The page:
President Obama’s new health care law cuts money used to pay for emergency care for undocumented immigrants, a service that some of the nation’s most hard-pressed hospitals have long been required to provide.

Aside from the obvious increases in fear, stress, anxiety and workload, exactly what will happen to medical workers and hospitals that formerly had the financial support needed to provide these services is unclear.

“This is an unintended consequence of the law,” said Wendy Z. Goldstein, chief executive of Lutheran Medical Center in Brooklyn. “But so far, nobody is doing anything to resolve it.”

Other unintended consequences could include the spread of disease and illness that might have been discovered and halted under the former funding scheme.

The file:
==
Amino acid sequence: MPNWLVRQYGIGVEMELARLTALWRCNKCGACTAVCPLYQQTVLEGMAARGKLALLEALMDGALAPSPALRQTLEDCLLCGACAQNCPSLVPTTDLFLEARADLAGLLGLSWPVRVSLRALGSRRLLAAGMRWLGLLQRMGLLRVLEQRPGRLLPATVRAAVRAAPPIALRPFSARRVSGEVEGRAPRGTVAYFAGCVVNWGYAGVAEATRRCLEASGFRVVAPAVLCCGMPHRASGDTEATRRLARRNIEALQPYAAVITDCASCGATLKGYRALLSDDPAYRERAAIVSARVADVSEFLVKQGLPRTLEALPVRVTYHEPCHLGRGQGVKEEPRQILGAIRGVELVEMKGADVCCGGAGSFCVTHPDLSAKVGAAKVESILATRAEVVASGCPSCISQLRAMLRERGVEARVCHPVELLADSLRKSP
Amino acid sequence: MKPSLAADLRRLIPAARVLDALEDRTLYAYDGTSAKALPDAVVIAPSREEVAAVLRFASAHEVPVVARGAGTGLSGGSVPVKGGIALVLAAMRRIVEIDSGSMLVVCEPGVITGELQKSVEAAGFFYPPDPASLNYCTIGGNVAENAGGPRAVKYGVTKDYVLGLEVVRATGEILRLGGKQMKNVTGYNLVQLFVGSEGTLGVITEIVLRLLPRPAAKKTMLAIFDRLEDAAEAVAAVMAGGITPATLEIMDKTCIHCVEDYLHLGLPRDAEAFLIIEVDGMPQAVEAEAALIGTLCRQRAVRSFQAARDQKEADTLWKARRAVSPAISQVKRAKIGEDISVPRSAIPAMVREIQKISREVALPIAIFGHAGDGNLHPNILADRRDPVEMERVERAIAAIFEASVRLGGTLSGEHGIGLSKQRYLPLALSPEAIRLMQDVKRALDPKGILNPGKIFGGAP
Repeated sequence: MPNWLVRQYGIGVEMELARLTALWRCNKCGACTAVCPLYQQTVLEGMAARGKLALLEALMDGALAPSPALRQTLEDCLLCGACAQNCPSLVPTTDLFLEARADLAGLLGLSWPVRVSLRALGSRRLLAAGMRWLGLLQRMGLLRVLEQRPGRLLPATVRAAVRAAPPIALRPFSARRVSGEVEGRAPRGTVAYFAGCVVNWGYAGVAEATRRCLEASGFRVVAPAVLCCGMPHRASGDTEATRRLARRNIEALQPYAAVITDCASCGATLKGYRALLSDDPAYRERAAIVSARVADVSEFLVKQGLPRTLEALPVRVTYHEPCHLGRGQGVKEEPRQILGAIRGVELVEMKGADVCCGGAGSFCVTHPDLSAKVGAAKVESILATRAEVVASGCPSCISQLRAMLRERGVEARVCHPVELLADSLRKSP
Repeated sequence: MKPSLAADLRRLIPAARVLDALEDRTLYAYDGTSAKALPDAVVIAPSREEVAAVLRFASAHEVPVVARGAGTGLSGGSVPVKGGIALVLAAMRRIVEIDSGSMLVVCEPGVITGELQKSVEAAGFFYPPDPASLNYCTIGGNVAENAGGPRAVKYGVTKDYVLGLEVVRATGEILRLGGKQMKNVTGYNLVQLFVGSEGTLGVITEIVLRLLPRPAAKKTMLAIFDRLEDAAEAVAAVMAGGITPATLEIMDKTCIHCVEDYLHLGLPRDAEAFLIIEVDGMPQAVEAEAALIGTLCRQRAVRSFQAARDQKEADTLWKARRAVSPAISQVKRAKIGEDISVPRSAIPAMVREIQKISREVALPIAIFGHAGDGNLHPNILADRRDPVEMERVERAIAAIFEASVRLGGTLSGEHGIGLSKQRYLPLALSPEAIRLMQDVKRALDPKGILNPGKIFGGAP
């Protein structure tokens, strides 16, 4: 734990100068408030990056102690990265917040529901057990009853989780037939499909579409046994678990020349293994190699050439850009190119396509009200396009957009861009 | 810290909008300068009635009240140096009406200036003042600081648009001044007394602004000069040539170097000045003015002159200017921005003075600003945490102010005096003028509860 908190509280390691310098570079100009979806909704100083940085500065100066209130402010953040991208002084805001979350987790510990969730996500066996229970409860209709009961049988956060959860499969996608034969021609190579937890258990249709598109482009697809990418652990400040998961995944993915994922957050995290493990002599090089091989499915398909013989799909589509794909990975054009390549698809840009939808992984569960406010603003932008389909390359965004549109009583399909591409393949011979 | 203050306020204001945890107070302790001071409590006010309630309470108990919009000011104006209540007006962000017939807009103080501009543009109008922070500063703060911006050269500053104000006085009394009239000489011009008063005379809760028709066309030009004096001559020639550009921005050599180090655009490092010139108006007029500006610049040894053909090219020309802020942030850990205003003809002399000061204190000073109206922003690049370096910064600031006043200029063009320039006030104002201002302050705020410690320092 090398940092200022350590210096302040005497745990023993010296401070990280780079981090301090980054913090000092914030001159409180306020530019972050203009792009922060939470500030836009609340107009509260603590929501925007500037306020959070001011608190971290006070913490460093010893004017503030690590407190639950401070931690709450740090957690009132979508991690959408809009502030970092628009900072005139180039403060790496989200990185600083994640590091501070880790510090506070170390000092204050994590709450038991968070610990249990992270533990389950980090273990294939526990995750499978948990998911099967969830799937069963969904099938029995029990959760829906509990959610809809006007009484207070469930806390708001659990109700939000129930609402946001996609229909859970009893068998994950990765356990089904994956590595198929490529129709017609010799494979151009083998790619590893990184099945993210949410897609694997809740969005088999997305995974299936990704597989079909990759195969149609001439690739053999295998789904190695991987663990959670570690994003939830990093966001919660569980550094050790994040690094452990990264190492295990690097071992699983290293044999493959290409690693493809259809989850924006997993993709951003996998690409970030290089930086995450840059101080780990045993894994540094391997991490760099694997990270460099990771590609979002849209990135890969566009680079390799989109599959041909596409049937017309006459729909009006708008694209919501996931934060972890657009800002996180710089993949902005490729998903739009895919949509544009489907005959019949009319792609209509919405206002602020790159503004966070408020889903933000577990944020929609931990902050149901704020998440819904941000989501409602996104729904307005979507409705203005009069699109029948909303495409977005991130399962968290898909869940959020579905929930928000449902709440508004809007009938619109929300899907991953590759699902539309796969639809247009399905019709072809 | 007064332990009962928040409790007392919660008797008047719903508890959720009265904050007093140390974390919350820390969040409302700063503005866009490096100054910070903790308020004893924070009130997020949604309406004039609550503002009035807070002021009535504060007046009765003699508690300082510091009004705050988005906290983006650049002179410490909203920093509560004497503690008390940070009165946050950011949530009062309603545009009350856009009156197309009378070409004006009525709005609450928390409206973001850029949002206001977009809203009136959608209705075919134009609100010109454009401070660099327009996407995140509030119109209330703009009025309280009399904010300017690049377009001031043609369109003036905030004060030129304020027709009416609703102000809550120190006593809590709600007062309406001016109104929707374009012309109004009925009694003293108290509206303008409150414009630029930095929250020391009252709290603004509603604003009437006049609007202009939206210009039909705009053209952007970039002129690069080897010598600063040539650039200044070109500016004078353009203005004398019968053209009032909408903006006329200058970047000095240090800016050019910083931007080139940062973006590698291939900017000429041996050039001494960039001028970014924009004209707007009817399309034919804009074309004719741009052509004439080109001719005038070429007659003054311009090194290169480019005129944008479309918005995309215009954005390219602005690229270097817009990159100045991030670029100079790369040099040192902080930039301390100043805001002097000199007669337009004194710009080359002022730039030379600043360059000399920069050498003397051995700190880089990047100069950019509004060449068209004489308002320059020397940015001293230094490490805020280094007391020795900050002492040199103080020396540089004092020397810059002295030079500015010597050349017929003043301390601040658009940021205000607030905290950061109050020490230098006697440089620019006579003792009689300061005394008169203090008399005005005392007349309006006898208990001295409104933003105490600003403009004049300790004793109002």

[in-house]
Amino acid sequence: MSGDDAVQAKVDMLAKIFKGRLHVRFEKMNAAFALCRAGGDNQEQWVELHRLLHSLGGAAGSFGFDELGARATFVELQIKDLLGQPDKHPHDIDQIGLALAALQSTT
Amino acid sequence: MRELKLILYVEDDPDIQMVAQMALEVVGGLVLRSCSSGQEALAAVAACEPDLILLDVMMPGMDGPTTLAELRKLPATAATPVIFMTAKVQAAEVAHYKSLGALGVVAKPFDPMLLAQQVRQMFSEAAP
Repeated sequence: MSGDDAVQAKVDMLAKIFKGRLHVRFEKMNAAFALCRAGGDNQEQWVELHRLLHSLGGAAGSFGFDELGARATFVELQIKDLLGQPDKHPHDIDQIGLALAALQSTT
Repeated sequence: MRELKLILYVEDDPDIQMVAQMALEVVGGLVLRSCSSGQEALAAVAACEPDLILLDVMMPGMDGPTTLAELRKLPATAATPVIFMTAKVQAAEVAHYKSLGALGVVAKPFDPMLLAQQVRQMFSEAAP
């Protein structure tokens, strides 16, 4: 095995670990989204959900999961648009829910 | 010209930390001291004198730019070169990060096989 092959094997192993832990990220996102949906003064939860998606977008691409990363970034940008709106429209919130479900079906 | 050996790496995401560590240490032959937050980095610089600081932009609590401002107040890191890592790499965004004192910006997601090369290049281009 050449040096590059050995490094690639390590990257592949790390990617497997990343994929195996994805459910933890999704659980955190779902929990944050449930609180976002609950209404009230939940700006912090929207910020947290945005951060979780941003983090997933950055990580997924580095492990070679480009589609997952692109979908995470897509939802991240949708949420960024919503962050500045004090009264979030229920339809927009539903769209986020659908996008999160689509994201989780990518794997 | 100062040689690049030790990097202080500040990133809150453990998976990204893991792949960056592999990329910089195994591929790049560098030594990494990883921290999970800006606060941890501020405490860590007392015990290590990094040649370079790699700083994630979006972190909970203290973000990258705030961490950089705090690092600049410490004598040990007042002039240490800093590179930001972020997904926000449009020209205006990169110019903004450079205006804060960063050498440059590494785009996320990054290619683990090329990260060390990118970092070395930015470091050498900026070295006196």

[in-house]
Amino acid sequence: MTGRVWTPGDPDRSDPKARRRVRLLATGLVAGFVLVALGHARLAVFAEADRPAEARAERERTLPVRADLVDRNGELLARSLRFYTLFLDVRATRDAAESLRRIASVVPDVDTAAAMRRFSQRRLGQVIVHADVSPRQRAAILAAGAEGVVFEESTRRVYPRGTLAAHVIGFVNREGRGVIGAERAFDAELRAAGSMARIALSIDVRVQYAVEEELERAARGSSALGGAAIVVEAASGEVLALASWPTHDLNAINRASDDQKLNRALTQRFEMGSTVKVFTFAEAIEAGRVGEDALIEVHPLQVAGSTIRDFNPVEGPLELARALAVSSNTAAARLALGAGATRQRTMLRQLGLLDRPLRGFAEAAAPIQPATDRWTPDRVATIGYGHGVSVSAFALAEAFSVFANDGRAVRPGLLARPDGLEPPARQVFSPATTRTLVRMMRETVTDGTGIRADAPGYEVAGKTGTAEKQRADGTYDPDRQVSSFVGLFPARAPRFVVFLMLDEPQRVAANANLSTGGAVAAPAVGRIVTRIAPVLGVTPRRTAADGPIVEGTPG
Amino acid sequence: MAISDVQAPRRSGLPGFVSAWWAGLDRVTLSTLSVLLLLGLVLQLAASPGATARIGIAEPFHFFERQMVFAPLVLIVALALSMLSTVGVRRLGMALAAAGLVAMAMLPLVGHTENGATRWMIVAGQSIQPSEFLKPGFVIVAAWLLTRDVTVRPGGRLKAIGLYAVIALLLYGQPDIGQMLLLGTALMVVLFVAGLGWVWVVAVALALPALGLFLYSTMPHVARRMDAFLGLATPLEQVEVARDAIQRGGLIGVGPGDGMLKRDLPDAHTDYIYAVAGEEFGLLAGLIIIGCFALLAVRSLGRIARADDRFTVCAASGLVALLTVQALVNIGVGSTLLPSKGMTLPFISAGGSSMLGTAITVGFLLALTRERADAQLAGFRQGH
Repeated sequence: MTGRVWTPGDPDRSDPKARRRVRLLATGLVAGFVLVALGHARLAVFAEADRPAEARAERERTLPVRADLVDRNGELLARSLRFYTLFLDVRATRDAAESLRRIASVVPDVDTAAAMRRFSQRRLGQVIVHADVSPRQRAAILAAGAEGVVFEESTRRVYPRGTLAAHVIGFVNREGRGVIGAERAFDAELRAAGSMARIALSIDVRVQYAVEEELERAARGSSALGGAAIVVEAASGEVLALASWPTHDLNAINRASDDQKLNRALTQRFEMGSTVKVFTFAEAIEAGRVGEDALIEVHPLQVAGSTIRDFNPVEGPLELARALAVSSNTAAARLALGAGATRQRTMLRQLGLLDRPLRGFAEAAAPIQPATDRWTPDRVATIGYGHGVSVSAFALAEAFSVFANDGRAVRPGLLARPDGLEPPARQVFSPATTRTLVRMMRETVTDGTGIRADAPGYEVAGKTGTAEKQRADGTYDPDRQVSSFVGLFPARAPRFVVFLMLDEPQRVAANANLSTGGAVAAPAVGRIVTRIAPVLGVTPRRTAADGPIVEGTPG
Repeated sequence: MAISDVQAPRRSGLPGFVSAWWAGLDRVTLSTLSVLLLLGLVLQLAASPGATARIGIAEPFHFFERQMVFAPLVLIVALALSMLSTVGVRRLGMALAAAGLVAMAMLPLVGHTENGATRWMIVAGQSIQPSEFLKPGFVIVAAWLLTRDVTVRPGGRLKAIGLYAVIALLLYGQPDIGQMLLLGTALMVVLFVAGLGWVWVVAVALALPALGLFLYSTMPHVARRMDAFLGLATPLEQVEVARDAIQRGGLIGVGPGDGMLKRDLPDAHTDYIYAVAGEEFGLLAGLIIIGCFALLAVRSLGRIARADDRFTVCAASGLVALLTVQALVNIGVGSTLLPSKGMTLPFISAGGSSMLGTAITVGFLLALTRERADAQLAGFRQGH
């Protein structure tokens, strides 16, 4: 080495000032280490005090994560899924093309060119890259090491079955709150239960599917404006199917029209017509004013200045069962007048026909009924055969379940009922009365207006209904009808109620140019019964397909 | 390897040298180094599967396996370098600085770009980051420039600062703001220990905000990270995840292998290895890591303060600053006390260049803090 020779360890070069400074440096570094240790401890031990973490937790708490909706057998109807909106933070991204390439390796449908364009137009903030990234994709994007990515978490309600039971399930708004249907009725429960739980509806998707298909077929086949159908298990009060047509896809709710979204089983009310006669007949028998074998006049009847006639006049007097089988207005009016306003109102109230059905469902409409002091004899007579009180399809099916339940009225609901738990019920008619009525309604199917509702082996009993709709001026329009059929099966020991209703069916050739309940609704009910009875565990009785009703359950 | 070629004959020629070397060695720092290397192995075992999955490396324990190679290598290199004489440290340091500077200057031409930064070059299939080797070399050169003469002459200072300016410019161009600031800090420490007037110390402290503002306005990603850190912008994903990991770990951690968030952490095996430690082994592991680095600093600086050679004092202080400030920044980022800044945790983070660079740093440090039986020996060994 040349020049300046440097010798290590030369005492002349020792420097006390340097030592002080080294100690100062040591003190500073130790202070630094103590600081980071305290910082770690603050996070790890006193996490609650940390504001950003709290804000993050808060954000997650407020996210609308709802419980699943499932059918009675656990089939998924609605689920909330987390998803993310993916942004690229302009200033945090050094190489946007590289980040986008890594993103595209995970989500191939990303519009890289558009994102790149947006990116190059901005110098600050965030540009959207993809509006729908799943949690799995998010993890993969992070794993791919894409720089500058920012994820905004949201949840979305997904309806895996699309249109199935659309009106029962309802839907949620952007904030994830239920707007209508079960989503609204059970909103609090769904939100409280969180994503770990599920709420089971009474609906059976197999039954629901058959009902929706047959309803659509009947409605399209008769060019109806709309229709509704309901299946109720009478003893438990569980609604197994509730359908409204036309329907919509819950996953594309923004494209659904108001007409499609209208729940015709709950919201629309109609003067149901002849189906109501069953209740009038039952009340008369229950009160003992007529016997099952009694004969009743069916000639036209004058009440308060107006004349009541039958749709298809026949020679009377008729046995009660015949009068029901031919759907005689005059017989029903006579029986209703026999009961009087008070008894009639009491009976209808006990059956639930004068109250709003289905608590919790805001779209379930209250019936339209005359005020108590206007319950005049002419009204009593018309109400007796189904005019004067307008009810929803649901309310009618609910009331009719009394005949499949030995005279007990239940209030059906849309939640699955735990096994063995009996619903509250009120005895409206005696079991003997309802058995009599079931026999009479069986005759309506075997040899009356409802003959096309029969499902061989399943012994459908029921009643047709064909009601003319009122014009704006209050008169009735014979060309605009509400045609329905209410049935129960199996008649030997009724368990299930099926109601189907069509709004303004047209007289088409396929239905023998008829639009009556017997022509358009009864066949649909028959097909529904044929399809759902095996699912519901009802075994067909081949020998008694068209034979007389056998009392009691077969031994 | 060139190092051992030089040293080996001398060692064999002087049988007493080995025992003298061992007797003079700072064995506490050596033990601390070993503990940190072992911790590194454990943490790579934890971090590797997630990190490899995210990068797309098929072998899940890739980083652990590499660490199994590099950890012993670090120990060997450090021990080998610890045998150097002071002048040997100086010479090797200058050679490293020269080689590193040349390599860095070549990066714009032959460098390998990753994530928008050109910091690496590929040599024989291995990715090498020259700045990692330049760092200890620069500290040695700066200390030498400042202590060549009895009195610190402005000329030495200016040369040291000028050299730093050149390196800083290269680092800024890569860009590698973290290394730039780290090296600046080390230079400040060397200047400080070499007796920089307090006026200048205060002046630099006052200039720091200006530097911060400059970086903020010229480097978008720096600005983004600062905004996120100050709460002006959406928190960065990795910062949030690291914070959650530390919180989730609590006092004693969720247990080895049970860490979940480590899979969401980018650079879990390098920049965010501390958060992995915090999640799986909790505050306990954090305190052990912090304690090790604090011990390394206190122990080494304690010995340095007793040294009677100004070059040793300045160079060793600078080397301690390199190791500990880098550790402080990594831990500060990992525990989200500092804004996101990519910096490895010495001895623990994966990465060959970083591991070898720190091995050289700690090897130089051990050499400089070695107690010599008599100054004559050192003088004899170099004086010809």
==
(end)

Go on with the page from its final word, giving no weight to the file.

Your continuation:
— Posted by Alexander Reed Kelly.

The New York Times:

The federal government has been spending $20 billion annually to reimburse these hospitals — most in poor urban and rural areas — for treating more than their share of the uninsured, including illegal immigrants. The health care law will eventually cut that money in half, based on the premise that fewer people will lack insurance after the law takes effect.

But the estimated 11 million people now living illegally in the United States are not covered by the health care law. Its sponsors, seeking to sidestep the contentious debate over immigration, excluded them from the law’s benefits.

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